Ms Ndivile Mokoena called for legally binding national and global policies addressing adaptation and mitigation strategies (especially at local level), sustained reduction in greenhouse gas emissions across the globe, and technology transfer from developed countries to develop a low-carbon economy. She wanted the Green Climate Fund to be taken seriously, in order to alleviate poverty, to secure the food supply without relying on genetically modified organisms (GMOs), rehabilitate mine dumps and generally improve human health. She also wanted to see climate change response measures expressed in local government Integrated Development Plans (IDPs).

Soweto Electricity Crisis Committee submission
Ms Martha Mokate's submission was delivered in Tswana and translated in summary by Mr Mthembu. Ms Mokate said that there had been insufficient time for engagement during the development of the INDC. She said that South Africa could not continue to rely on coal power and should be moving toward renewables.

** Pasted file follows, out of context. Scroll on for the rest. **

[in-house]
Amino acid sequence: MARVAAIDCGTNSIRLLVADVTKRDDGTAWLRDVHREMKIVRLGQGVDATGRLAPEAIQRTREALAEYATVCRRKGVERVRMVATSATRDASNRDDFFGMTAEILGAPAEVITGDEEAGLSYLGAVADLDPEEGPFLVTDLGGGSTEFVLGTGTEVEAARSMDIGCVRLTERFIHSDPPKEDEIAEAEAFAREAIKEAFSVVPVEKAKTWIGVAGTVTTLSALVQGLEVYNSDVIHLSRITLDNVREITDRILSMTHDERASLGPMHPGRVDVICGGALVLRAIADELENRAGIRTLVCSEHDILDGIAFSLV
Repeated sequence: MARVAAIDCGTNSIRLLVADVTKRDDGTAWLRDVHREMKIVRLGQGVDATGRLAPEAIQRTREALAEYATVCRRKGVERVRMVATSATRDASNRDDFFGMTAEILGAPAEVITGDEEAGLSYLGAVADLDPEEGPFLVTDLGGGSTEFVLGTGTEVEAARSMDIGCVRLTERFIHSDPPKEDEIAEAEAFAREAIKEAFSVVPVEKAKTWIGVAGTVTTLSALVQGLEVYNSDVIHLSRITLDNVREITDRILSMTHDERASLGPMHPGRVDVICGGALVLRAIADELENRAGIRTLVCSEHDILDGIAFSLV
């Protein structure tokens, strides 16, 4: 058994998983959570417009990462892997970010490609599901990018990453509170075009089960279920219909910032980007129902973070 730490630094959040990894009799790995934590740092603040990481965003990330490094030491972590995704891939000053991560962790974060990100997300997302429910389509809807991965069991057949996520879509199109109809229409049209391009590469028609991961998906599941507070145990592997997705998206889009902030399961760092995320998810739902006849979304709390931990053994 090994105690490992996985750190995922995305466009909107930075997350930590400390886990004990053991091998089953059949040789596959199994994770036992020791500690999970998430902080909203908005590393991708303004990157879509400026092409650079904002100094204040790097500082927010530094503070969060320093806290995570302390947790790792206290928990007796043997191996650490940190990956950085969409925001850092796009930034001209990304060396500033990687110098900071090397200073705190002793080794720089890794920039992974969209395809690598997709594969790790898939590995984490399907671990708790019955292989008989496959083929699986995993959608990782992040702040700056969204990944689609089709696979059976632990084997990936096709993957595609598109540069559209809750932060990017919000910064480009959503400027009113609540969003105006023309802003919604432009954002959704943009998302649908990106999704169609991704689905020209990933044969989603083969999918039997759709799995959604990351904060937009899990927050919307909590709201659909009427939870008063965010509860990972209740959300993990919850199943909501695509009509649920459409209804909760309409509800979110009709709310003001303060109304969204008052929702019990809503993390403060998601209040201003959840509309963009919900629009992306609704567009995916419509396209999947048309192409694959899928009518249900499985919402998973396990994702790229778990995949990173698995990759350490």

Earthlife Africa submission
Dr Tristen Taylor, Project Coordinator, said that emissions reduction would have to start immediately if South Africa's peak, plateau and decline (PPD) programme in its INDC was going to be adhered to. In order to make a proportional contribution to a less than 2°C increase, South Africa would need to reduce emissions by 5% each year from 2020. Mr Taylor said that South Africa's offering in its INDC was insufficient, even for a developing country. He also expressed concern that the method of ensuring that the South African INDC was adhered to was legally unenforceable. South Africa could not go to COP21 and expect other countries to legally commit to emissions targets if we did not do so ourselves. Fortunately, the legislation would only need to target Eskom and Sasol. But the coal power station building programme was going to preclude the possibility of meeting the emissions targets required to keep the increase below 2°C. The climate change battle would be won or lost based on industrial policy.

South African Waste Pickers' Association (SAWPA) submission